WHO. Global strategy for the prevention and control of sexually transmitted infections: 2006–2015: Breaking the chain of transmission. Geneva: World Health Organisation; 2007. http://apps.who.int/iris/bitstream/10665/43853/1/9789241563475_eng.pdf. Accessed 2 Nov 2015.
Darroch JE, Frost JJ, Singh S, The Study Team. Teenage sexual and reproductive behavior in developed countries: can more progress be made? Occasional Report No 3. New York: Alan Guttmacher Institute; 2001. https://www.guttmacher.org/sites/default/files/pdfs/pubs/euroteens_summ.pdf. Accessed 2 Jan 2016.
Berne L, Huberman B. European approaches to adolescent sexual behavior and responsibility. Washington, DC: Advocate for Youth; 2001.
Kolbe LJ, Kann L, Collins JL. Overview of the youth risk behavior surveillance system. Public Health Rep. 1993;108 Suppl 1:1–10.
Brener ND, Grunbaum JA, Kann L, McManus T, Ross J. Assessing health risk behaviors among adolescents: the effect of question wording and appeals for honesty. J Adolesc Health. 2004;35:91–100.
Grunbaum JA, Kann L, Kinchen SA, Williams B, Ross JG, Lowry R, Kolbe L. Youth Risk Behavior Surveillance — United States, 2001. J School Health. 2002;72:313–28.
Blum R, Harris LJ, Resnick MD, Rosenwinkel K. Technical report on the adolescent health survey, University of Minnesota Adolescent Health Program. Minneapolis: University of Minnesota; 1989.
Ross J, Wyatt W. Sexual behaviour. In: Currie C, Hurrelman W, Settertobulte W, Smith R, Todd J, editors. Health and health behaviour among young people: Health Behaviour in School-aged Children (HBSC): A WHO cross-national study: International Report from the 1997/1998 survey. Copenhagen: WHO Regional Office for Europe; 2000.
Ross J, Godeau E, Dias S. Sexual health in young people—Findings from the HBSC study. Entre Nous. 2004;58:20–3.
Ross J, Godeau E, Dias S. Sexual health. In: Currie C, Roberts C, Morgan A, Smith R, Settertobulte W, Samdal O, Barnekow Rasmussen V, editors. Young People’s Health in Context, Health Behaviour in School-aged Children study: International Report from the 2001/2002 Survey Health Policy for Children and Adolescents Volume No. 4. Copenhagen: WHO Regional Office for Europe; 2004. p. 153–60.
Ross J, Godeau E, Dias S, Vignes C, Gross L. Setting politics aside: sexual health in young people: findings from the HBSC study. SIECUS Rep. 2004;32:28–34.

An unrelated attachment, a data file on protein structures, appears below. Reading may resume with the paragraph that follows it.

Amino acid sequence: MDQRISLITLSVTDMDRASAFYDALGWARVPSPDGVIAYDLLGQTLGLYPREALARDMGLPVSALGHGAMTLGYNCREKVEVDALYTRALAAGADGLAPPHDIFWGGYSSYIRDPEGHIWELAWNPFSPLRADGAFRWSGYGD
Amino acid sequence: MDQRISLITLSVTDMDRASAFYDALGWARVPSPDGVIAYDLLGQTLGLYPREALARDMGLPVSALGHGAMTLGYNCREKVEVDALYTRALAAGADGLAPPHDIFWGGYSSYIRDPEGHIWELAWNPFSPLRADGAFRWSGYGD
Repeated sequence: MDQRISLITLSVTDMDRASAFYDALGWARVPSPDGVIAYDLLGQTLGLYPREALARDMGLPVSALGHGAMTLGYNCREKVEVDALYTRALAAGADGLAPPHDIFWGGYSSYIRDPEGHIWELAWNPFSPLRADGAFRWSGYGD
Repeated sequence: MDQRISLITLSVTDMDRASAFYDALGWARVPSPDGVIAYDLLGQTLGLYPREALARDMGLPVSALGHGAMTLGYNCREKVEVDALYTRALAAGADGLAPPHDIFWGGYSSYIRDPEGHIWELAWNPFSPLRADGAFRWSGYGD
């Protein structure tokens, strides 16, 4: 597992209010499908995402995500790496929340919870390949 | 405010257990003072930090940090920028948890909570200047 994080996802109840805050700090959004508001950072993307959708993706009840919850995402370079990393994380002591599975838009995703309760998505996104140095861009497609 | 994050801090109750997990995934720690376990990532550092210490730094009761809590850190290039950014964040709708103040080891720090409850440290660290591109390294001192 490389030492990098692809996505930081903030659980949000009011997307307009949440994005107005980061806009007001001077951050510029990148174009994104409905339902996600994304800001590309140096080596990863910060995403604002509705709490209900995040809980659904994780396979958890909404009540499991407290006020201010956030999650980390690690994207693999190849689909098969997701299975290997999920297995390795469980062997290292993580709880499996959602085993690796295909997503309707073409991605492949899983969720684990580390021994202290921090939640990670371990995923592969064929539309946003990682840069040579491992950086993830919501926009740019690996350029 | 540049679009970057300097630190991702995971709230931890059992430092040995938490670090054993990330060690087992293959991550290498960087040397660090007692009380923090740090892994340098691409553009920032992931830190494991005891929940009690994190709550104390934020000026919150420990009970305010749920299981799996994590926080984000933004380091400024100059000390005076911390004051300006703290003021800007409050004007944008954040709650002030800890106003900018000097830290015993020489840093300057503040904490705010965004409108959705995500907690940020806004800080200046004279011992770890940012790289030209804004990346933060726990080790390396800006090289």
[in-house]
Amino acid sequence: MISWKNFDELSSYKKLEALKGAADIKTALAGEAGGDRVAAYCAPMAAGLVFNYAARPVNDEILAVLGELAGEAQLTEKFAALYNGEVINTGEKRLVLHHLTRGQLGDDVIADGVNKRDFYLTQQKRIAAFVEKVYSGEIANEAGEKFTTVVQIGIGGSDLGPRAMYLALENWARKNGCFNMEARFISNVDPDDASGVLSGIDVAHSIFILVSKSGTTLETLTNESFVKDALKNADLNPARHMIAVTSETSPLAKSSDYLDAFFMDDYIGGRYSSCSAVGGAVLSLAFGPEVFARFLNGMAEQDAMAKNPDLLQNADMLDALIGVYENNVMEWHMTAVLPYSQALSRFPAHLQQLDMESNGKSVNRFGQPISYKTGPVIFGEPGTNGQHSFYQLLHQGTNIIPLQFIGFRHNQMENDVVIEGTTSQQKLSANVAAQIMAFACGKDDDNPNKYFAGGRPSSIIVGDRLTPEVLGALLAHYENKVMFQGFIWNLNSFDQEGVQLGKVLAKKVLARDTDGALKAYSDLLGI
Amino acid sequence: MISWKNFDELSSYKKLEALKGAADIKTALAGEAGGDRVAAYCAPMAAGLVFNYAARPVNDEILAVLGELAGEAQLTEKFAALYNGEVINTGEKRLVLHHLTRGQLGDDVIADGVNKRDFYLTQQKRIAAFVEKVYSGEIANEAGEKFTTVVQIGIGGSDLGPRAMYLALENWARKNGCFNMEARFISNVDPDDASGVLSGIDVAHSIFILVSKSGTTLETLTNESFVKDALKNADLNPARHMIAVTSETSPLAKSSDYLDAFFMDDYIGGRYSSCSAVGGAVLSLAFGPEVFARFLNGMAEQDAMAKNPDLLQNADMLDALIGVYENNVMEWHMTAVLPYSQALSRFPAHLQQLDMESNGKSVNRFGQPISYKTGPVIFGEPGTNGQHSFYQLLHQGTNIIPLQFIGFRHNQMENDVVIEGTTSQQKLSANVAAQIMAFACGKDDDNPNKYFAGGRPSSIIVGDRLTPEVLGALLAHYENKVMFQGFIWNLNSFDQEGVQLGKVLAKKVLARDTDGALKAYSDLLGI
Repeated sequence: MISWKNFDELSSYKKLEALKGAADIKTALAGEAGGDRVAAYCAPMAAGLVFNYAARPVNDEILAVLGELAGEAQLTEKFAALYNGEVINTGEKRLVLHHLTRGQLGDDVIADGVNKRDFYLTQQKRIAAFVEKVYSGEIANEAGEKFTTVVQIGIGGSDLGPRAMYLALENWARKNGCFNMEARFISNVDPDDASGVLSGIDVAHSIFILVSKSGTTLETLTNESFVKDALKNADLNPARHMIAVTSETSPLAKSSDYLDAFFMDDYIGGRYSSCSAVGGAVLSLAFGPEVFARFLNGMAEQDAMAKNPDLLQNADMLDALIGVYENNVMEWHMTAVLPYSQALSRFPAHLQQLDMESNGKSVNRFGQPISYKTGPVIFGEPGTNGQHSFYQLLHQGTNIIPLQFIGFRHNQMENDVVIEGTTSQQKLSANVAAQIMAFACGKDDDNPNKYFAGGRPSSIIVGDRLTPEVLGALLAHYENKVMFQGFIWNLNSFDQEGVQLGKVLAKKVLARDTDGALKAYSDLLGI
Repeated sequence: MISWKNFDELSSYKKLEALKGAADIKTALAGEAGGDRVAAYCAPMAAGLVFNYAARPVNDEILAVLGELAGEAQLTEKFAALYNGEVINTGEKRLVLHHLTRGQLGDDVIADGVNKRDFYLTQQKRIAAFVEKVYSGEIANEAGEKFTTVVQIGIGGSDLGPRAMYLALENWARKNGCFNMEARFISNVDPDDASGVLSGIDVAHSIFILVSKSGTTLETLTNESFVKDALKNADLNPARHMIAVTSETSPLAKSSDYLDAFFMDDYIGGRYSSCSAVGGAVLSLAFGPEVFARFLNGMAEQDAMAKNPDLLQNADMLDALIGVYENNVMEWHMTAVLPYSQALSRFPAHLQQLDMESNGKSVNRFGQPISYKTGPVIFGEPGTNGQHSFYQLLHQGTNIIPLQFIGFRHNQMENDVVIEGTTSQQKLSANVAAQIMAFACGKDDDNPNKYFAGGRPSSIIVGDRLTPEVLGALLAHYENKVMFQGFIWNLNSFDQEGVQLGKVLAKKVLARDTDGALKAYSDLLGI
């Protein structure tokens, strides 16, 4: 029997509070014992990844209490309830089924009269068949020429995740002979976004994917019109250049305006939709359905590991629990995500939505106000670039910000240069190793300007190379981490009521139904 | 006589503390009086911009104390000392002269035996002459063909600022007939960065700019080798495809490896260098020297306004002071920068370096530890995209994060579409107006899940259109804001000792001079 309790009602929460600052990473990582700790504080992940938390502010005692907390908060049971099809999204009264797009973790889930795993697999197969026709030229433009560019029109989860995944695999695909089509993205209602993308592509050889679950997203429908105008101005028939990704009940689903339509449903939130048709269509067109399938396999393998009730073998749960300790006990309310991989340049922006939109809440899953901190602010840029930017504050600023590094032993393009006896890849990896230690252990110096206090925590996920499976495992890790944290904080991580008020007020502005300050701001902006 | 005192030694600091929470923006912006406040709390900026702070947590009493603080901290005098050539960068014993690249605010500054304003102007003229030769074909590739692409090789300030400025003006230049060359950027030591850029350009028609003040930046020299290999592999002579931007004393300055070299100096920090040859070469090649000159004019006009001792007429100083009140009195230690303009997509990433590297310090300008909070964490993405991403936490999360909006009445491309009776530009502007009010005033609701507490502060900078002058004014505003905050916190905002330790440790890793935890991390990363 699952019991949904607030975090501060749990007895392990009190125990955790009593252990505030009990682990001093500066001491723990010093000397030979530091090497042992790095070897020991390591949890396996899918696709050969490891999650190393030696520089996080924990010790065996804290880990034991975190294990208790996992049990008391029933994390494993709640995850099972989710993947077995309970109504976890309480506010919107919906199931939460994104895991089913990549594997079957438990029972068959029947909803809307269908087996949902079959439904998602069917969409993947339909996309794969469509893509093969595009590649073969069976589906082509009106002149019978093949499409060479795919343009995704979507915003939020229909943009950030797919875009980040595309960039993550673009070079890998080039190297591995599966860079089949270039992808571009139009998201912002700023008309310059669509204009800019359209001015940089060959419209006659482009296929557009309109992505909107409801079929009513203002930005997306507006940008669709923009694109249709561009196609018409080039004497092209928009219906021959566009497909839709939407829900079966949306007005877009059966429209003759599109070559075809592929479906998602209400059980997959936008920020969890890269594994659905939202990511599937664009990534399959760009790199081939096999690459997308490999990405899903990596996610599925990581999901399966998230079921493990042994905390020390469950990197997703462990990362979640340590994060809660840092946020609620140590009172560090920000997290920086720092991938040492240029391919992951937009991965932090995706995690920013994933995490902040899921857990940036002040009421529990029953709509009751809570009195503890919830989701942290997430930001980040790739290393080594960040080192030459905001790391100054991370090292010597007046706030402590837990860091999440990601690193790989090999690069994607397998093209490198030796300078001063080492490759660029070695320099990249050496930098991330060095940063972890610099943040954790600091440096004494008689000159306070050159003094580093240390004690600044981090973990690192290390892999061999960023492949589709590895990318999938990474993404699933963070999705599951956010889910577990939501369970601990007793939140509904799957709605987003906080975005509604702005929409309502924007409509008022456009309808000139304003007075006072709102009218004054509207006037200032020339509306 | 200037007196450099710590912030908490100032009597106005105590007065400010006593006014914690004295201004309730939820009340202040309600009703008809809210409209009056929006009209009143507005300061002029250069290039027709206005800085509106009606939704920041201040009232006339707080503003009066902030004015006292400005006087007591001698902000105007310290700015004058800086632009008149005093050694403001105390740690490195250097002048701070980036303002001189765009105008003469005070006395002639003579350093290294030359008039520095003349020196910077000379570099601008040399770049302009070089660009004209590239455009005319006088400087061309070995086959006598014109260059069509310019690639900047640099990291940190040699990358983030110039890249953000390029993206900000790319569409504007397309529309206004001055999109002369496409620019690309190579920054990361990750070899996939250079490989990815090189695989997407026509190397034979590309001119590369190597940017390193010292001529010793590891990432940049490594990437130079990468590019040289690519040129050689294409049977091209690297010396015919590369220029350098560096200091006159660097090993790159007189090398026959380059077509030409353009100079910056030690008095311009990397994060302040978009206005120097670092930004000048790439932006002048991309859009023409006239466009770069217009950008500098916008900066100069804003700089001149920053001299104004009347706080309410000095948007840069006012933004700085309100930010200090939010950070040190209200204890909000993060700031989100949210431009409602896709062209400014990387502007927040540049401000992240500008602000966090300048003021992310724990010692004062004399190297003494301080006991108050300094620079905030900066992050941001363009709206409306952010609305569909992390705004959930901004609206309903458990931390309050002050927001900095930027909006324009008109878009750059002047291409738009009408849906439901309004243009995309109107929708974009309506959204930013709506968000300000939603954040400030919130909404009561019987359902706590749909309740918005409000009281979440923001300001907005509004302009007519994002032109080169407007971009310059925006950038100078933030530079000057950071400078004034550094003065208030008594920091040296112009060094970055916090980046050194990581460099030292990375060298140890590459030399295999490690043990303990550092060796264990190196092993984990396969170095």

Currie C, Nic Gabhainn S, Godeau E, Roberts C, Smith R, Currie D, Pickett W, Richter M, Morgan A, Barnekow V. Inequalities in young people’s health: international report from the HBSC 2005/06 survey. Health Policy for Children and Adolescents, vol. 5. Copenhagen: WHO Regional Office for Europe; 2008.
Currie C, Zanotti C, Morgan A, Currie D, de Looze M, Roberts C, Samdal O, Smith ORF, Barnekow V. Social determinants of health and well-being among young people. Health Behaviour in School-aged Children (HBSC) study: international report from the 2009/2010 survey. Health Policy for Children and Adolescents, vol. 6. Copenhagen: WHO Regional Office for Europe; 2012.
Nic Gabhainn S, Baban A, Boyce W, Godeau E, the HBSC Sexual Health Focus Group. How well protected are sexually active 15-year olds? Cross-national patterns in condom and contraceptive pill use 2002–2006. Int J Public Health. 2009;54:209–15.
Woynarowska B, Izdebski Z, Kołoło H, Mazur J. Sexual initiation and use of condoms and other methods of contraception among 15-year-old adolescents in Poland and other countries. Ginekol Pol. 2004;75:621–32.
Godeau E, Nic Gabhainn S, Vignes C, Ross J, Boyce W, Todd J. Contraceptive use by 15-year-old students at their last sexual intercourse: Results from 24 countries. Arch Pediatr Adolesc Med. 2008;162:66–73.
Lazarus JV, Moghaddassi M, Godeau E, Ross J, Vignes C, Östergren PO, Liljestrand J. A multilevel analysis of condom use among adolescents in the European Union. Pub Health. 2009;123:138–44.
Ramiro L, Windlin B, Reis M, Gabhainn SN, Jovic S, Matos MG, Magnusson J, Godeau E. Gendered trends in early and very early sex and condom use in 20 European countries from 2002 to 2010. Eur J Pub Health. 2015;25:65–8.
Godeau E, Vignes C, Duclos M, Navarro F, Cayla F, Grandjean H. Facteurs associés à une initiation sexuelle précoce chez les filles : données françaises de l’enquête internationale Health Behaviour in School-aged Children (HBSC)/OMS [Associated factors to early sexual initiation among girls: French data from the international Health Behaviour in School-aged Children (HBSC)/OMS]. Gynecol Obstet Fertil. 2008;36:176–82.
Jovic S, Delpierre C, Ehlinger V, Sentenac M, Young H, Arnaud C, Godeau E. Associations between life contexts and early sexual initiation among young women in france. Perspect Sex Reprod Health. 2014;46:31–9.